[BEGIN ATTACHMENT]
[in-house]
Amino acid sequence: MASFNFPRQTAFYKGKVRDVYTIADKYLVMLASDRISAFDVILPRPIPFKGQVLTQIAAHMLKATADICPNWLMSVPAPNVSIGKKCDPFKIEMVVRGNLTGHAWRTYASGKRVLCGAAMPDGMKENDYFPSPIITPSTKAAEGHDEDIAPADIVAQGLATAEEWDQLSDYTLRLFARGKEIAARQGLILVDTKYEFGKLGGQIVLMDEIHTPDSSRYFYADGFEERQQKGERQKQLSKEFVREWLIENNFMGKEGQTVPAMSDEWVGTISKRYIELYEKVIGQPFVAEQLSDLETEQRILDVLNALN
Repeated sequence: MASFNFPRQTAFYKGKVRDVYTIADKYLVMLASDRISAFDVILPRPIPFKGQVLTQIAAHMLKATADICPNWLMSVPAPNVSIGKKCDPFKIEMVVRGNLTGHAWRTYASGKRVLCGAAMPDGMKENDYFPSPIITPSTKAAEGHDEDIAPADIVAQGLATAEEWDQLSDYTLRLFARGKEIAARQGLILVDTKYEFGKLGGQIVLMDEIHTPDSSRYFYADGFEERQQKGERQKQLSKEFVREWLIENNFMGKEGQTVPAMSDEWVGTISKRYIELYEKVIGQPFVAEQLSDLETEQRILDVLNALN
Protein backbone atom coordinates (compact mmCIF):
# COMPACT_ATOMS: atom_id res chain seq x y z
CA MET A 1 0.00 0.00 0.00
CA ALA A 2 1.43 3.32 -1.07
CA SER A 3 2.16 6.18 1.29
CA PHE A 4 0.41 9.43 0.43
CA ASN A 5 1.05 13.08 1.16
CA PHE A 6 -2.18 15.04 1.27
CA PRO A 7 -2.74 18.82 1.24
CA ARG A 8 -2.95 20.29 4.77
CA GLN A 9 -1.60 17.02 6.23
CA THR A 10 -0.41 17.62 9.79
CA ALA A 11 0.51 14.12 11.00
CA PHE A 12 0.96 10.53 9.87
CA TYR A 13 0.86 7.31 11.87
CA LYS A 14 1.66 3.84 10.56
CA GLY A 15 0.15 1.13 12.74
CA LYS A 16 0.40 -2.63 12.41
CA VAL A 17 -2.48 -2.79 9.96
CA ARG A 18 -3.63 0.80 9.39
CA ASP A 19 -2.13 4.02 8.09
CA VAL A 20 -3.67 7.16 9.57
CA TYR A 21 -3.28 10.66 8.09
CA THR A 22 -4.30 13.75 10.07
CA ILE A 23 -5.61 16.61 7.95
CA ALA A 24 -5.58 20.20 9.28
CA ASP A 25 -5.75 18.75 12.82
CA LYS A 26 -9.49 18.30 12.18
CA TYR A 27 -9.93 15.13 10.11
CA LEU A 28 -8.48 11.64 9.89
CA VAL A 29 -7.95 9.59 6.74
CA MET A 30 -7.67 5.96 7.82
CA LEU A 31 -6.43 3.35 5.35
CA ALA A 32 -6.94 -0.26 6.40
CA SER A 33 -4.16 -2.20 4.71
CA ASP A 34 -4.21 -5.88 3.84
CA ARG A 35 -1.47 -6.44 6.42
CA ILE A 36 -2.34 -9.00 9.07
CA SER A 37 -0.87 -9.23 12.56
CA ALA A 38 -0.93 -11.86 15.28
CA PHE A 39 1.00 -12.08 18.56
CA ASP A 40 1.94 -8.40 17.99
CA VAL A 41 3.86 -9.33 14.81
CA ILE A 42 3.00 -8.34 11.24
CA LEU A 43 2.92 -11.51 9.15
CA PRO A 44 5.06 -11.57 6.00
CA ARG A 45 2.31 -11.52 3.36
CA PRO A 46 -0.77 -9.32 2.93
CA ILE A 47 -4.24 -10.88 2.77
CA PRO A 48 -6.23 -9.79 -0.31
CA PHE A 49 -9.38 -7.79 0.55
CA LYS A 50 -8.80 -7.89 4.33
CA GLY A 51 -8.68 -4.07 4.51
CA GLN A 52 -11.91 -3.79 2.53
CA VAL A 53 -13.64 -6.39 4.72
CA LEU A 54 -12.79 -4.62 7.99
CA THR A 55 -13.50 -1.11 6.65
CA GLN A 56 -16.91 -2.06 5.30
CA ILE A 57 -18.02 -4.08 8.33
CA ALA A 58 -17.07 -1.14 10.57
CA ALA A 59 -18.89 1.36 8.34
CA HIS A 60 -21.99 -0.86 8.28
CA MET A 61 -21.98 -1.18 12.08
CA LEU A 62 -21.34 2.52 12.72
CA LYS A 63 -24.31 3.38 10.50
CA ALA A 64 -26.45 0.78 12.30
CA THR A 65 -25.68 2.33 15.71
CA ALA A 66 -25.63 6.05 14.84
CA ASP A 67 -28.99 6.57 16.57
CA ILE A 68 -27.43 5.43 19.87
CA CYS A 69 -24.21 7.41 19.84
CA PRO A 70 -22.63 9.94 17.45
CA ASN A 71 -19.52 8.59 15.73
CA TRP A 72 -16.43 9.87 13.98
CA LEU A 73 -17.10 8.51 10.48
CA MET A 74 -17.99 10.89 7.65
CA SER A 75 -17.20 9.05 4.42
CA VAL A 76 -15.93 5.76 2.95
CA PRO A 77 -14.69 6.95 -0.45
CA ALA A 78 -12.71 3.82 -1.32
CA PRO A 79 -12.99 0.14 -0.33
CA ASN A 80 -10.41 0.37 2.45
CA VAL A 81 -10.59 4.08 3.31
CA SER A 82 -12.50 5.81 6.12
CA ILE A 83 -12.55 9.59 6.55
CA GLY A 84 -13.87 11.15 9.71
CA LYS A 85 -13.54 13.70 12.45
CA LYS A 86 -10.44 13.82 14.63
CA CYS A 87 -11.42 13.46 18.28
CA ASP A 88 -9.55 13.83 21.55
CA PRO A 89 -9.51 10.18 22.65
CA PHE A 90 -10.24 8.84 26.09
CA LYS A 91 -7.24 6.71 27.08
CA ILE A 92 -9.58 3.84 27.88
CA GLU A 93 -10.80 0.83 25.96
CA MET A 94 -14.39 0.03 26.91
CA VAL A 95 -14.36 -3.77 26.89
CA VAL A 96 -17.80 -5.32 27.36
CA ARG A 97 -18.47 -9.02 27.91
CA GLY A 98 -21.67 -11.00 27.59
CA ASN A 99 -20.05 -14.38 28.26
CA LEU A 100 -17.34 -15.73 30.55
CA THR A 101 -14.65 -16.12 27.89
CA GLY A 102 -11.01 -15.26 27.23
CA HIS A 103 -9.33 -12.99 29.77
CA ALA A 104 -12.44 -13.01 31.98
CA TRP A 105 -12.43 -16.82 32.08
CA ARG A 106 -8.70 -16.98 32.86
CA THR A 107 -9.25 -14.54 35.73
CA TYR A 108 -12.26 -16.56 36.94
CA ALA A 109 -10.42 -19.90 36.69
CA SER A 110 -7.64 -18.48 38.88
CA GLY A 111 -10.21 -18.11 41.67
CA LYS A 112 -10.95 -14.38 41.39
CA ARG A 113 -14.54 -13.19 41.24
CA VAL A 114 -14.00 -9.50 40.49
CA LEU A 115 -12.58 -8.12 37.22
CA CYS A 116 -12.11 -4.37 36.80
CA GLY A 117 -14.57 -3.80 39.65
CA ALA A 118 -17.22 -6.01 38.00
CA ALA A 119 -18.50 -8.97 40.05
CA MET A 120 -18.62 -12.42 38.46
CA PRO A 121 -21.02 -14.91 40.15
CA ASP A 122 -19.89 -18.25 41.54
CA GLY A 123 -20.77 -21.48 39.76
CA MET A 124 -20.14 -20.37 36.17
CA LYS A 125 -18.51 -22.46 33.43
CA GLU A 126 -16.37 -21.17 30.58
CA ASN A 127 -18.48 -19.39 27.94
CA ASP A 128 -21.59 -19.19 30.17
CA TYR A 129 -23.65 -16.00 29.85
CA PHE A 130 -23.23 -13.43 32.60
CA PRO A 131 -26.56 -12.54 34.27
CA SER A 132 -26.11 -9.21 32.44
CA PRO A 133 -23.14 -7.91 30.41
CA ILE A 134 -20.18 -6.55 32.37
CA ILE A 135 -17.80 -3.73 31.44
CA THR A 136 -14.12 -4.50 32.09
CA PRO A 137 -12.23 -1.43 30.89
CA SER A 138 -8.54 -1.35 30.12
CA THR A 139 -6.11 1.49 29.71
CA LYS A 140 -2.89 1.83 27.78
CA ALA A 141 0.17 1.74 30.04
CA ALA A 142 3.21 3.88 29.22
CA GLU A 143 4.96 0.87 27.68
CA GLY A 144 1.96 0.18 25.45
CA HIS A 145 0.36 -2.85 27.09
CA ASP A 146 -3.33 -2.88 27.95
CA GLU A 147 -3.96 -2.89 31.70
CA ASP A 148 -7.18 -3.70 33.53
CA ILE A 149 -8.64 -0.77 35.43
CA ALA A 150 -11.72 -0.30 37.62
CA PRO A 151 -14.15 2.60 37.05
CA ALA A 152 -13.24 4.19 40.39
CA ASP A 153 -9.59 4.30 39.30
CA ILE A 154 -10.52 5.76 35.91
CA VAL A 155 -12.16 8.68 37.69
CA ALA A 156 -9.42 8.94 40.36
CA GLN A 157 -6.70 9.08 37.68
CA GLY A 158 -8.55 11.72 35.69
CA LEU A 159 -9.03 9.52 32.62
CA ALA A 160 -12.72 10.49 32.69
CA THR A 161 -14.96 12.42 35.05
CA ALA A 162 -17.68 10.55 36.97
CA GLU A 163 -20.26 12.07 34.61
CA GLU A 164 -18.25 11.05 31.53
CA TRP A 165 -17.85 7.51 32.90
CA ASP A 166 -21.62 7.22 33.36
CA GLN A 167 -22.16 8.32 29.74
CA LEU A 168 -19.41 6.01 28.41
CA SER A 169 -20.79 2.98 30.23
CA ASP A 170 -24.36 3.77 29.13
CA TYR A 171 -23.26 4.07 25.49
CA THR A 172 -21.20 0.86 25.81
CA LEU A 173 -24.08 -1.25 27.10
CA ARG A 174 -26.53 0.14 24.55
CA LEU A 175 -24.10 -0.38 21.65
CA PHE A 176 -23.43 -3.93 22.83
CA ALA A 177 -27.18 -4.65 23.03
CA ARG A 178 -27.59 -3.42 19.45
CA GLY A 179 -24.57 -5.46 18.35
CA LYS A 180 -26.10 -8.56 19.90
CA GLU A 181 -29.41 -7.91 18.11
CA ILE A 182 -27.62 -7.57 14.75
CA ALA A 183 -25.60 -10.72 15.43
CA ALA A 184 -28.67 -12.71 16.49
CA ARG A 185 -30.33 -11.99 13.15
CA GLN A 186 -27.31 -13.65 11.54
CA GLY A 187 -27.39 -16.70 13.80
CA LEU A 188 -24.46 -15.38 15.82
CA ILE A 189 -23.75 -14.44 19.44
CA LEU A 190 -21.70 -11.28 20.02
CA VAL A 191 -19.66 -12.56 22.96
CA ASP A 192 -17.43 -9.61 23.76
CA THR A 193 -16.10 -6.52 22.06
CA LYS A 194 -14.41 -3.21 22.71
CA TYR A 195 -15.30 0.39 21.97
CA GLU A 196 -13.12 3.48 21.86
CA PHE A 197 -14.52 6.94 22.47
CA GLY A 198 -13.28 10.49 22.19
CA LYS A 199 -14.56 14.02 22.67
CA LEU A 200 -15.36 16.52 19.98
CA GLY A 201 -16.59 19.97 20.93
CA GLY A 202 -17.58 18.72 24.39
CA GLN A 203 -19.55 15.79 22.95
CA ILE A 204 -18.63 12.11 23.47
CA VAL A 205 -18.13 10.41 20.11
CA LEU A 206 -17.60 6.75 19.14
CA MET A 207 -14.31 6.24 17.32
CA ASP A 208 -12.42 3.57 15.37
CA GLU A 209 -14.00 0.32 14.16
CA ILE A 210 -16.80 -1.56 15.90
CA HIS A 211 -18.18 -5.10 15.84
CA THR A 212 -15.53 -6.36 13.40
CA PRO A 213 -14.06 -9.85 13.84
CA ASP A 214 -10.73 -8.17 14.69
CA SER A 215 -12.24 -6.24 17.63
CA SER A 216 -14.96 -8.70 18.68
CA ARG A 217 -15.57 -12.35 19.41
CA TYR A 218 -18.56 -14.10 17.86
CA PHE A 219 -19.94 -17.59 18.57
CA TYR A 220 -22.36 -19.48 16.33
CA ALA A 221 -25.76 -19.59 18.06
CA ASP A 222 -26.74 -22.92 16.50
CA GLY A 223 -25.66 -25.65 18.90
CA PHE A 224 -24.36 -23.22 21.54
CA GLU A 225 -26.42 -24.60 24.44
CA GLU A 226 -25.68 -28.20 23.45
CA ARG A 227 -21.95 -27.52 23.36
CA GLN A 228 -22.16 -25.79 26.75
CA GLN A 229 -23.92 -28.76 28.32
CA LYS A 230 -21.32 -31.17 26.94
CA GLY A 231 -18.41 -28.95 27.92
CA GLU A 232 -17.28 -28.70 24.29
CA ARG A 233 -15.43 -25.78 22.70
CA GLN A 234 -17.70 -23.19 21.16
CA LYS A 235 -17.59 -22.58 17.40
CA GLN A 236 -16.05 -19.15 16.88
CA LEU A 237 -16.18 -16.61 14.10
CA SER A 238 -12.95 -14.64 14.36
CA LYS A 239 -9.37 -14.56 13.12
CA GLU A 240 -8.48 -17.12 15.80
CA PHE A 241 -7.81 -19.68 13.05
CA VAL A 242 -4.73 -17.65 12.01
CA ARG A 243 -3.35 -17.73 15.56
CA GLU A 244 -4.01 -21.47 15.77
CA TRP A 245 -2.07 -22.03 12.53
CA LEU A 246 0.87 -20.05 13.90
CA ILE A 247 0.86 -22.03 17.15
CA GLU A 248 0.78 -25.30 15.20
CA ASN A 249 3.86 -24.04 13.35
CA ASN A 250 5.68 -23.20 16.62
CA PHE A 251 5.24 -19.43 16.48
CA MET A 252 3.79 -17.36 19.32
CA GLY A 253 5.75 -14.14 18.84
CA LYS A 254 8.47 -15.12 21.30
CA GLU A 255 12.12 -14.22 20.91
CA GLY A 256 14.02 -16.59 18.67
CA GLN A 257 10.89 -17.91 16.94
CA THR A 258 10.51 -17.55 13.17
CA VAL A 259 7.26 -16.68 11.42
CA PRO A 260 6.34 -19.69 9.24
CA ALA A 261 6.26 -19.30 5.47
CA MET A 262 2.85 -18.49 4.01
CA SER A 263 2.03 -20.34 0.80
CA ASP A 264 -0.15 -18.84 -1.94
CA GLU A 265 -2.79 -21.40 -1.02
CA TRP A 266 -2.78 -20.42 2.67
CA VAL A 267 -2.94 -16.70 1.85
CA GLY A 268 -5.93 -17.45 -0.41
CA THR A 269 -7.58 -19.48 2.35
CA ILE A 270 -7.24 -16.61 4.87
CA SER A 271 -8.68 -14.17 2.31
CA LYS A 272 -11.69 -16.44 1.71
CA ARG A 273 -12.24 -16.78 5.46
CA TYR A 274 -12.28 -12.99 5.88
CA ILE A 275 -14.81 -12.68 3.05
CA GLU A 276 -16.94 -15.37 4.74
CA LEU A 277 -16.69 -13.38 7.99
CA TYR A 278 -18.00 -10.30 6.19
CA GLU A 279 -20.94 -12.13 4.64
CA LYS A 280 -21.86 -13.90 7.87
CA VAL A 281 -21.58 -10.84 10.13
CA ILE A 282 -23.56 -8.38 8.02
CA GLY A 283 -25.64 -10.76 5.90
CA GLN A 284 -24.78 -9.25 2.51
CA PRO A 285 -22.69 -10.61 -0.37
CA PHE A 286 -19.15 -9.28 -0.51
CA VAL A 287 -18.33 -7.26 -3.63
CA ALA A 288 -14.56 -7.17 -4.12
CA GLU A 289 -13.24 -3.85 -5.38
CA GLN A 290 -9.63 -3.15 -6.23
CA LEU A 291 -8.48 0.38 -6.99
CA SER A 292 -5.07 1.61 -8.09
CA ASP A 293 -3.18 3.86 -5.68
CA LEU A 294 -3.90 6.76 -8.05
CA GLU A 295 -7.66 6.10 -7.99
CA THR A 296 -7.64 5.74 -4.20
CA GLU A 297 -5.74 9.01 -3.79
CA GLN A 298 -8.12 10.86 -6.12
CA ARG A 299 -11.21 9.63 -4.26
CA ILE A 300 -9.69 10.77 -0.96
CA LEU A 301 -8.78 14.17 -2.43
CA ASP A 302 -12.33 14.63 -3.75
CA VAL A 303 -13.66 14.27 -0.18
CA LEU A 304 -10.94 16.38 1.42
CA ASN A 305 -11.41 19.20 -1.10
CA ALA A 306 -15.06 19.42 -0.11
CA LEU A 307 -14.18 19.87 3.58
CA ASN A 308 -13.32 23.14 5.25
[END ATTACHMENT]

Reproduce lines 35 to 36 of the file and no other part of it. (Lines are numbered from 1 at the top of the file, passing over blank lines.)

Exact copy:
CA MET A 30 -7.67 5.96 7.82
CA LEU A 31 -6.43 3.35 5.35